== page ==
1 // Food Handling

Skills Practiced: Hygiene and Hand Washing

We start our kitchen adventure going through proper hand-washing techniques. Don’t stress yourself out with the “proper” part of this; getting your toddler to turn on the water and acknowledge soap is a great starting point. It just so happens that the twins are obsessed with washing their hands thanks to the tiny sinks and soap dispensers at daycare. They actually get upset when I tell them they can’t have any more soap (after we’ve washed approximately 7 times).

 

2 // Recipe Prep

Skills Practiced: Counting, Identifying, Sorting

Once we’re as clean as two toddlers and their chaotic mama can be, we turn our focus to the ingredients. I like to break things up into small chunks of time (like 10-15 second blocks), to capitalize on that two-year-old focus aka lack-thereof. We start by naming the foods we’re using: eggs, broccoli, cheese, milk, etc. as well as basic kitchen tools they recognize: bowl, spoon, cup, etc. I will try to throw in one or two new words – today it was pancake and mixer (yes, I know that’s not the right name but it worked for them, lol). We focus on each word for the allotted 10-15 seconds, then move on, coming back to our favourites.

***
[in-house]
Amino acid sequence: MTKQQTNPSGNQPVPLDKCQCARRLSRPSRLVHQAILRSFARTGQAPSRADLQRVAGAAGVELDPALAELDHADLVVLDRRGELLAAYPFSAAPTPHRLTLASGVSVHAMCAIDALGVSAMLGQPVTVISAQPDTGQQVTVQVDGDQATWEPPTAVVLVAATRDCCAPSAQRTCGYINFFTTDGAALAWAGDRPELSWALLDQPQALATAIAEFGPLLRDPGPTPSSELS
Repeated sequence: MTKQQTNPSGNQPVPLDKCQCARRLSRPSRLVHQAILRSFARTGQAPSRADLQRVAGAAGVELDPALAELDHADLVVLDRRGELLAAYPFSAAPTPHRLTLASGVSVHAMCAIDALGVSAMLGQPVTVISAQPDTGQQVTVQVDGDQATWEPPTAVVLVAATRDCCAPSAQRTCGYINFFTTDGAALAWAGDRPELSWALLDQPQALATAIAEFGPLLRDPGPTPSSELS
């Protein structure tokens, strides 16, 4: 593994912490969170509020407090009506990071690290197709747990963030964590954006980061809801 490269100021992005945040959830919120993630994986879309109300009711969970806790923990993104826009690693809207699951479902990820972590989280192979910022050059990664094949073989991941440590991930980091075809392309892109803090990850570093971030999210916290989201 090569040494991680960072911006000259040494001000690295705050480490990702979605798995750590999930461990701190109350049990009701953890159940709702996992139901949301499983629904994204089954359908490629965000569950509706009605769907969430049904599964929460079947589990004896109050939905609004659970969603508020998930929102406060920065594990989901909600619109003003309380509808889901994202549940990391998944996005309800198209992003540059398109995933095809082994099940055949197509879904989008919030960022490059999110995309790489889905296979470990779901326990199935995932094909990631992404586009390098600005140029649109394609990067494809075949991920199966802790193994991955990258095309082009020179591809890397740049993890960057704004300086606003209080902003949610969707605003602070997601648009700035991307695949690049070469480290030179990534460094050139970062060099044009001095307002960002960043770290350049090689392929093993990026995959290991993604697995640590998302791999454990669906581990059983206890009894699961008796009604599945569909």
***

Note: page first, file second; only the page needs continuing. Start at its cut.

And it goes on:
hen we count the eggs, out of the carton, back in the carton, and separate the ones we will use. They totally get a kick out of removing the eggs and then placing them back in the carton.

 

3 // Basic Kitchen Skills

Skills Practiced: Stirring, Mixing, Pouring